In Lee, supra, 177 Cal.App.4th 1108, the district attorney in Orange County had filed recommitment petitions against five defendants. In each case, the district attorney issued subpoenas seeking a wide range of information, including medical and psychological records, visitor logs, activity logs, trust account logs, etc. The appellate court cited Albertson, and noted the defendants had not challenged the district attorney’s entitlement to mental and psychological records under Welfare and Institutions Code section 6603, subdivision (c)(1). The issue in that case was the sufficiency of the affidavits showing specific facts justifying discovery under Code of Civil Procedure section 1985. The court opined that the district attorney’s access to the medical records under Welfare and Institutions Code section 6603, subdivision (c), was not dependent upon the issuance of a SDT. (Lee, at p. 1113.)

Lee is consistent with Albertson in that there was no dispute that the district attorney was entitled to the medical records under section 6603, subdivision (c). The People contend Lee is important because it recognizes the use of SDT’s to obtain discovery in SVP cases. It is well established that the Civil Discovery Act applies to SVPA proceedings (Landau, supra, 214 Cal.App.4th at p. 25), and we do not doubt that SDT’s can be employed in such cases. However, an SDT is a discovery tool and otherwise confidential documents are not rendered accessible merely because an SDT is issued. In other words, the People’s use of an SDT to obtain CSH’s records does not resolve the question whether the records sought are confidential and directly discoverable by the People. The scope of discovery permitted is the critical issue. Indeed, the order issued by Lee required the return of any documents produced in response to the SDT’s “(other than documents produced pursuant to § 6603, subd. (c)(1))” (Lee, supra, 177 Cal.App.4th at p. 1138), and permitting CSH’s medical staff to disclose confidential health information to the extent permitted by the latter provision.

The People also point out that section 5328, subdivision (f), contains an exception to the confidentiality of mental health treatment records by permitting release of records “[t]o the courts, as necessary to the administration of justice.” However, Albertson did not indicate that this provision authorized release of records directly to the People. Section 5328, subdivision (f), predates the amendments to section 6603, subdivision (c). As petitioner points out, if the exception to confidentiality contained in section 5328, subdivision (f), applied in these circumstances, then there would have been no need for the Legislature to amend section 6603, subdivision (c), to allow for updated evaluations and the district attorney’s access to them. The amendment provides a mechanism for release of confidential information under section 5328, which neither section 5328, subdivision (f), nor the SDT, either considered separately or together, could achieve.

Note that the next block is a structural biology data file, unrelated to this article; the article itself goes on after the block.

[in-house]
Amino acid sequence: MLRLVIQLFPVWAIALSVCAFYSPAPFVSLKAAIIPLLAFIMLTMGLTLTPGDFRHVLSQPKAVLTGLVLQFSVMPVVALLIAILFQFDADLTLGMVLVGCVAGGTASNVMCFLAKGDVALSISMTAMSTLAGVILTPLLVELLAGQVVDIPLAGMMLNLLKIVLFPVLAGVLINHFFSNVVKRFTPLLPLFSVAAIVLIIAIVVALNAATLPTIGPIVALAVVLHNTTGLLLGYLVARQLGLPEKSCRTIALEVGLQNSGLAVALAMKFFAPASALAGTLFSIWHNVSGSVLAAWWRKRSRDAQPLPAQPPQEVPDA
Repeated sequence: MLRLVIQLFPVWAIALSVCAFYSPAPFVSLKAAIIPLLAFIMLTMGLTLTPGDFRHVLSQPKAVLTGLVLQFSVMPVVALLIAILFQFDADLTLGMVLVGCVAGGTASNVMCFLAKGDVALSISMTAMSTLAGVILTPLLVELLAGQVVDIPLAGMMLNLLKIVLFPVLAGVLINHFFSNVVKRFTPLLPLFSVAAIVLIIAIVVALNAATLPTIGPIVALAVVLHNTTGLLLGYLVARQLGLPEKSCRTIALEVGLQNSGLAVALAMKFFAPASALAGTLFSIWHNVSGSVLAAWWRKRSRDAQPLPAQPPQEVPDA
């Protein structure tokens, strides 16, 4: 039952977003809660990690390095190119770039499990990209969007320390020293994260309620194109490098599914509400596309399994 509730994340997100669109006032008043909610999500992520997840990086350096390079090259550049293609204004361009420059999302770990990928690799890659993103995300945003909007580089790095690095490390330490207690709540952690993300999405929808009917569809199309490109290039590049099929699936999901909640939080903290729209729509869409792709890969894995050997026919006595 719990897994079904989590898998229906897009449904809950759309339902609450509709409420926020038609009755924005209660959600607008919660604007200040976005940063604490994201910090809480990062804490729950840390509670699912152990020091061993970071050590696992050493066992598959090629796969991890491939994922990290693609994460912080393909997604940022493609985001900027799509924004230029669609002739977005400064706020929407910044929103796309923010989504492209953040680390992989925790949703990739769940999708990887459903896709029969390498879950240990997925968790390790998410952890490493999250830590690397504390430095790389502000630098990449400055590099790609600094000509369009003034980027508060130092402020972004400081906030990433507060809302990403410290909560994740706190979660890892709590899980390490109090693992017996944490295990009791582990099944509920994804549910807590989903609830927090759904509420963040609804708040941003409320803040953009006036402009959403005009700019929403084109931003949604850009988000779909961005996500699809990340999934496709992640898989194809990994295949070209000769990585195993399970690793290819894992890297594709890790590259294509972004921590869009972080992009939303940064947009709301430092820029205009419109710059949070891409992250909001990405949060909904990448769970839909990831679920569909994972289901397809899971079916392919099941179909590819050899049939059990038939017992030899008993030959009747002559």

It is true, as this court stated in People v. Dixon (2007) 148 Cal.App.4th 414 (Fourth Dist., Div. Two), that psychological reports were available to the parties and the court under sections 5328, subdivision (f), and 6601, subdivision (d), although they remained confidential for all other purposes. However, the interplay between sections 5328, subdivision (f), and 6603, subdivision (c), was not at issue in Dixon and, as discussed ante, the Supreme Court made it clear that the prosecution could only obtain treatment records through updated evaluation.

The People argue that section 6603, subdivision (c)(1), was intended to assist the prosecution in preparing these cases and that Albertson recognized as much, noting the need for current information about the defendant in SVP proceedings. Common sense dictates that the People need this information to prepare a case. As the trial court indicated, petitioner may have violently assaulted someone shortly before trial and the People should be able to look at the medical records to determine if there are eyewitnesses to the incident. However, there may be other means to discover this information as suggested in Landau.

The pronouncement in Albertson and reiterated in Gonzalez, albeit in dicta, is clear that the People’s direct access to treatment records is limited. Inevitably, there will be some delay between the latest evaluations and trial. If there are not adequate means to obtain up-to-date information, the matter should be addressed to the Legislature.


Let a peremptory writ of mandate issue directing the Superior Court of San Bernardino County to vacate its order denying the motion to quash in part and to issue a new order granting the motion in part, with the exception of any documents that may be produced pursuant to section 6603, subdivision (c)(1).

Petitioner is directed to prepare and have the peremptory writ of mandate issued, copies served, and the original filed with the clerk of this court, together with proof of service on all parties.



A request having been made to this court pursuant to California Rules of Court, rule 8.1120, for publication of a nonpublished opinion filed in the above entitled matter on February 6, 2014, and it appearing that the opinion meets the standard for publication as specified in California Rules of Court, rule 8.1105(c), IT IS ORDERED that said opinion be pursuant to California Rules of Court, rule 8.1105(b).